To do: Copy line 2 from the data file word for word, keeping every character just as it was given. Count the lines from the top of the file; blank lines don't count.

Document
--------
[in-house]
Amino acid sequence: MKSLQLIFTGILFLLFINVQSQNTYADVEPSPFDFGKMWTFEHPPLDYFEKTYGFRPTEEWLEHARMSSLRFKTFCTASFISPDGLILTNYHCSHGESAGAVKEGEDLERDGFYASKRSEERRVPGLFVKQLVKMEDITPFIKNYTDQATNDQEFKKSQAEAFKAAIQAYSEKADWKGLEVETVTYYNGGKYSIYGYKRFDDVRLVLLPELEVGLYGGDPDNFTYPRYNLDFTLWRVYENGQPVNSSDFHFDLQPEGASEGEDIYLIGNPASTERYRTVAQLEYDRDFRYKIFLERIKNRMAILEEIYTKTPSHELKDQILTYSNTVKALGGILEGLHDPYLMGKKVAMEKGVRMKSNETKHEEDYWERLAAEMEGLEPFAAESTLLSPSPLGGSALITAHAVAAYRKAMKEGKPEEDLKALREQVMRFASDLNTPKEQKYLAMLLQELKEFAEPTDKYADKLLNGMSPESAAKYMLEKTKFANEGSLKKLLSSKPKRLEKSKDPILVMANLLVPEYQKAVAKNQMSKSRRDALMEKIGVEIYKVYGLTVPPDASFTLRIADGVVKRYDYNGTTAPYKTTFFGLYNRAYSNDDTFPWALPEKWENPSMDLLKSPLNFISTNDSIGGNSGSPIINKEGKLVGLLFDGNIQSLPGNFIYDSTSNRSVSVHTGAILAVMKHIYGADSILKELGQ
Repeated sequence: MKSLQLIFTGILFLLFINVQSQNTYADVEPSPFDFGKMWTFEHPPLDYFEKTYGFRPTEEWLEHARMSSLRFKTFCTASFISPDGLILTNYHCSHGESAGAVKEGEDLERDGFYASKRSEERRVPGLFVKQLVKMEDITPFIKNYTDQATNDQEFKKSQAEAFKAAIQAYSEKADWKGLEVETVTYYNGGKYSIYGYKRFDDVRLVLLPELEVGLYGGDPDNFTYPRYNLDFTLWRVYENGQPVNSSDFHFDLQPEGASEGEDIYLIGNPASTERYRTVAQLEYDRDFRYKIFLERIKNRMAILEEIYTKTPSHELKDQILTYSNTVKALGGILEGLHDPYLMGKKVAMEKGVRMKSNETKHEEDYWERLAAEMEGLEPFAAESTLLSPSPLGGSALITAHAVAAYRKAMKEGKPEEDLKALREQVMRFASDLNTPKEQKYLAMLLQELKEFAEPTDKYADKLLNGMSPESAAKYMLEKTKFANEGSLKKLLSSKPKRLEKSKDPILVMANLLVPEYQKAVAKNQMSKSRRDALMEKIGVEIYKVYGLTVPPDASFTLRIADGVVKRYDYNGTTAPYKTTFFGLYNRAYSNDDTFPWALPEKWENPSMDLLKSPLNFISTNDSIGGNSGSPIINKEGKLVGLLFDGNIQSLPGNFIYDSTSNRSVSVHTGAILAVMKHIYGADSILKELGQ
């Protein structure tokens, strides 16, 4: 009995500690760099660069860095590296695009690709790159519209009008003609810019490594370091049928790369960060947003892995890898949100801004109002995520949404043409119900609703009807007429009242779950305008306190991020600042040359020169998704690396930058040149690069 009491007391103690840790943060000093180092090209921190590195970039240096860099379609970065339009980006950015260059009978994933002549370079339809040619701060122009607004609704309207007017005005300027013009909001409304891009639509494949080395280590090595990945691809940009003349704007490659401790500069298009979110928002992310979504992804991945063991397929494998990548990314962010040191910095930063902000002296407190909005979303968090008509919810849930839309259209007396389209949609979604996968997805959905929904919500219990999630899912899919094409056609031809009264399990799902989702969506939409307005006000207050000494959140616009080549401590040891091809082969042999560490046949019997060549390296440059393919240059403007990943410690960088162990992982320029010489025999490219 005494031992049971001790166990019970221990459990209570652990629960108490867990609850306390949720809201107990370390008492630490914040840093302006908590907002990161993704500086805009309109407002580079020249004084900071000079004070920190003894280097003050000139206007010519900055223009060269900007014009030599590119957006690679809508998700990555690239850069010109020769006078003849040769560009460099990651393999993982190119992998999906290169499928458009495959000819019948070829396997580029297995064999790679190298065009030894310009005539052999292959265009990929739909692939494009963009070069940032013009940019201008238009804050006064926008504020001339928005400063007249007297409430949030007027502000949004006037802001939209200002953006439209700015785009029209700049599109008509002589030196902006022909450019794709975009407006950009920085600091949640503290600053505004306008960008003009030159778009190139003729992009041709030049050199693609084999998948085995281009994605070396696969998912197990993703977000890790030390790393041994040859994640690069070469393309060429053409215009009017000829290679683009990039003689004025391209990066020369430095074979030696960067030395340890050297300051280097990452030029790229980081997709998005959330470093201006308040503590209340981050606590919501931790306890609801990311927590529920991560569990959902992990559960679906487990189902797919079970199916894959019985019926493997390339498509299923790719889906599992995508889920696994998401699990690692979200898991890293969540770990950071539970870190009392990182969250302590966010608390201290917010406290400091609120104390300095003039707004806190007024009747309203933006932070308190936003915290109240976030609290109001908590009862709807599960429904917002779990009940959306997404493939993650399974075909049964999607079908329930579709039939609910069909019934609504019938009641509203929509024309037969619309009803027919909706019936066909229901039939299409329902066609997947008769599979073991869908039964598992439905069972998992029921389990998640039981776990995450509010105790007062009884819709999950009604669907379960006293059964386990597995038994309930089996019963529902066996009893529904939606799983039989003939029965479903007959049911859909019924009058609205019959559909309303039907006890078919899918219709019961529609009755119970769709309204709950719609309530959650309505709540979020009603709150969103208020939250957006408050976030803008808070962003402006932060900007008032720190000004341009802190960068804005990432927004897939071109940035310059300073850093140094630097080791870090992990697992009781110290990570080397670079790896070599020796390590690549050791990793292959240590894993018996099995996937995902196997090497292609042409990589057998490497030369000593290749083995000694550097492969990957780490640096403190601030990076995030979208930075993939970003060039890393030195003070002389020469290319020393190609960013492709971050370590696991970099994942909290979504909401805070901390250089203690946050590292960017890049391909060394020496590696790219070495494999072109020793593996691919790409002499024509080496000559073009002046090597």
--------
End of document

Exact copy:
Amino acid sequence: MKSLQLIFTGILFLLFINVQSQNTYADVEPSPFDFGKMWTFEHPPLDYFEKTYGFRPTEEWLEHARMSSLRFKTFCTASFISPDGLILTNYHCSHGESAGAVKEGEDLERDGFYASKRSEERRVPGLFVKQLVKMEDITPFIKNYTDQATNDQEFKKSQAEAFKAAIQAYSEKADWKGLEVETVTYYNGGKYSIYGYKRFDDVRLVLLPELEVGLYGGDPDNFTYPRYNLDFTLWRVYENGQPVNSSDFHFDLQPEGASEGEDIYLIGNPASTERYRTVAQLEYDRDFRYKIFLERIKNRMAILEEIYTKTPSHELKDQILTYSNTVKALGGILEGLHDPYLMGKKVAMEKGVRMKSNETKHEEDYWERLAAEMEGLEPFAAESTLLSPSPLGGSALITAHAVAAYRKAMKEGKPEEDLKALREQVMRFASDLNTPKEQKYLAMLLQELKEFAEPTDKYADKLLNGMSPESAAKYMLEKTKFANEGSLKKLLSSKPKRLEKSKDPILVMANLLVPEYQKAVAKNQMSKSRRDALMEKIGVEIYKVYGLTVPPDASFTLRIADGVVKRYDYNGTTAPYKTTFFGLYNRAYSNDDTFPWALPEKWENPSMDLLKSPLNFISTNDSIGGNSGSPIINKEGKLVGLLFDGNIQSLPGNFIYDSTSNRSVSVHTGAILAVMKHIYGADSILKELGQ